c. Oud Beersel
Gert Christiaens, owner of Oud Beersel, started cooperating with a Limburg winemaker and wine club, Domus Ad Fontes, who are making sparkling wine. He provides them with his beer, and they perform the “method champenoise”.
(Note from DrinkBelgianBeer.com: here is an article about the origin of the Bzart beers from last year.)
There are now 4 beers, each with a different Oud Beersel beer as the basis
• Oud Beersel bzart-Lambic
• Oud Beersel bzart-Oude Geuze
• Oud Beersel bzart-Kriekenlambiek
• Oud Beersel bzart-Oude Kriek
It is difficult to get the exact alcohol level of these beers, as the outcome dares change. Recent versions I have seen hover around 8 ° ABV.
Patrick Theunissen from Antwerp is performing the “méthode champenoise” on someone else’s beer. He launched Damejeanne, the basis of which had to be a beer from Boelens. However, the Boelens beer was not ready, and so Patrick used a beer from Den Triest (Marc Struyf) to “champagnify”. This is the luxury version of what is now also launched as the Den Triest Smoel Brut d’Anvers.
Belgian brewers were the first to make champagne beers. Since a few years brewers from other countries have copied this approach.
Champagne beers are hard to make, and take a lot of time, hence those Belgian beers are expensive. However, they are fantastic for any occasion like X-Mas, New Year, Thanksgiving, etc. You can savor them as an aperitif, dessert or digestif. And similarly to champagne, they are perfect for food pairing.
Enjoy the festivities in a bubbly fashion. Cheers from Belgium.
Carl Kins can be reached at: ceclkins AT yahoo.com
The beers of Malheur/De Landtsheer are imported into the U.S. by Belukus Imports of Austin, Texas. Brad Batson of Belukus had this to day: “Both Malheur Brut and Malheur Dark Brut are exquisite beers. We are determined to keep sampling these beers as the consumer continues to find the shelf price challenging. We are certain that once they try these beers that they will fall in love with them, just as we have!”
The Bzart Brut beers are imported into the U.S. by Vanberg and DeWulf Importers of Cooperstown, N.Y. Don Feinberg of Vanberg & DeWulf told me at press time: “For me, Bzart is simply the most elegant Gueuze I have ever had. Is it super funky or sour? Definitely Not! But well balanced, bone dry and refined, without doubt.” He added: “In fact, French writer Victor Hugo called gueuze ‘The Champagne of the North.’ I think Bzart is the truest example of that description.”
The beers of Brouwerij Bosteels are imported into the U.S. by Artisanal Imports of Austin, Texas. Lanny Hoff of Artisanal Imports had this to say about DeuS: “We are proud to offer DeuS in the US. With it’s two-stage production (fermentation in Belgium, riddling in France) there is no other beer like it. DeuS takes over a year to make—no other offering in this category has such a meticulous, time-consuming method of production.”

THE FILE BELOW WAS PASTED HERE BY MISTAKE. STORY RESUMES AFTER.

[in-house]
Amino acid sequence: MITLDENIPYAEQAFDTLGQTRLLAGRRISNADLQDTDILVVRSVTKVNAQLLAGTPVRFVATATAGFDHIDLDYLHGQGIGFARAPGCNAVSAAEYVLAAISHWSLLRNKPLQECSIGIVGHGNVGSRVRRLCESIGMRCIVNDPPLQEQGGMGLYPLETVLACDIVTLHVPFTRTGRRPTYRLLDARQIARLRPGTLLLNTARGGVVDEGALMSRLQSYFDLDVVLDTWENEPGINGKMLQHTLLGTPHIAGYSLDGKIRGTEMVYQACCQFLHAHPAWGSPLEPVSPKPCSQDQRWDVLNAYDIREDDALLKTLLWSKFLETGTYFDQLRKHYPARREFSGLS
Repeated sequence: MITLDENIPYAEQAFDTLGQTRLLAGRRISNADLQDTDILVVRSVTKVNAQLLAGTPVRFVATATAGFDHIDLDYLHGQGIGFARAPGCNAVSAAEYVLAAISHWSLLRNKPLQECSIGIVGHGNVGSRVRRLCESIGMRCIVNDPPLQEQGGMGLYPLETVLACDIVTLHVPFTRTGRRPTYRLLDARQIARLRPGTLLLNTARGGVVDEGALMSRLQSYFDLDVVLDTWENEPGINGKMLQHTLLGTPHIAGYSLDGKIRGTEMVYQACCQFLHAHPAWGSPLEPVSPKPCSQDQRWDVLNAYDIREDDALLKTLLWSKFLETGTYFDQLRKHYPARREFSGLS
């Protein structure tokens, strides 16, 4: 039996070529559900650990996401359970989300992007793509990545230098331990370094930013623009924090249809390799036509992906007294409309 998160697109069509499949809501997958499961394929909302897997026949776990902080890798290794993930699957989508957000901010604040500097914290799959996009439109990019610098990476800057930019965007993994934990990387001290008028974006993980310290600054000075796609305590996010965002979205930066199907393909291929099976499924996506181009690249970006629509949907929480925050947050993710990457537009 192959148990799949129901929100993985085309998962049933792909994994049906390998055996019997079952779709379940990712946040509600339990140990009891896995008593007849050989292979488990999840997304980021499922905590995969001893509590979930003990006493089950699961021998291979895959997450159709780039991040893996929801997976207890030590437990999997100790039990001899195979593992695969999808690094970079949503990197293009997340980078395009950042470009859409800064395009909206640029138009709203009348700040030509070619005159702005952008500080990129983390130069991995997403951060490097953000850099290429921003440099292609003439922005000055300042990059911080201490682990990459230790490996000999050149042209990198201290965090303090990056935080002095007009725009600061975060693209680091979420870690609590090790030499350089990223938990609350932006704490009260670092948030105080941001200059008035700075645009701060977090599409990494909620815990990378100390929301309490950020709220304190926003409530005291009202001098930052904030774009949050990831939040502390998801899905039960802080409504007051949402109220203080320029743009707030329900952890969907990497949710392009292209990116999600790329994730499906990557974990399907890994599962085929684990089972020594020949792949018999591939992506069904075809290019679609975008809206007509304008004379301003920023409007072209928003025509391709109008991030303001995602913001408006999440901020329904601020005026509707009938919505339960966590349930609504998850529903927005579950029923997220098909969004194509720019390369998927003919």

(Disclaimer from DrinkBelgianBeer.com: the information, opinions, and views expressed in this article are those of Carl Kins, and are not necessarily shared by, or endorsed by, this website, or its owner.)
Sorry about the legal stuff, but you know how it is these days.
Here’s Carl’ full bio:
Judge experience*: World Beer Cup and Great American Beer Festival since 2004, Champion Beer of Britain since 2005, Birra dell’Anno (Italy) since 2006, Mondial de la Bière (Canada) in 2009, regular judge at Saaz Hop Festival (Czech Republic), Staatsmeisterschaft (Austria), European Beer Star (Germany), etc.
My fascination for beer started at an early age. Especially, Belgium’s beer range and breadth of aromas and flavors attracted me. Since then, the passion has continued to grow and has led me to read and learn a lot about the history of making beer, the process of making it, and the ingredients used. Beer has brought me to many countries and hundreds of breweries and brewpubs, with particular focus on world renowned traditional beer countries Belgium, Czech Republic and the United Kingdom and less upcoming beer countries such as USA and Italy. This has made it clear to me that the world of beer is ever changing and expanding, whereby the new producing “kids on the block” are ensuring sufficient choice for the consumer, continued innovation, combined with local embeddedness through e.g. the use of local ingredients and local sales. Clearly, the beer world is fascinating. That is why I like to share my thoughts and opinions in beer magazines in Belgium, Italy and USA and as a member of the Executive of the European Beer Consumers Union, representing 13 national organizations with more than 170 000 members combined.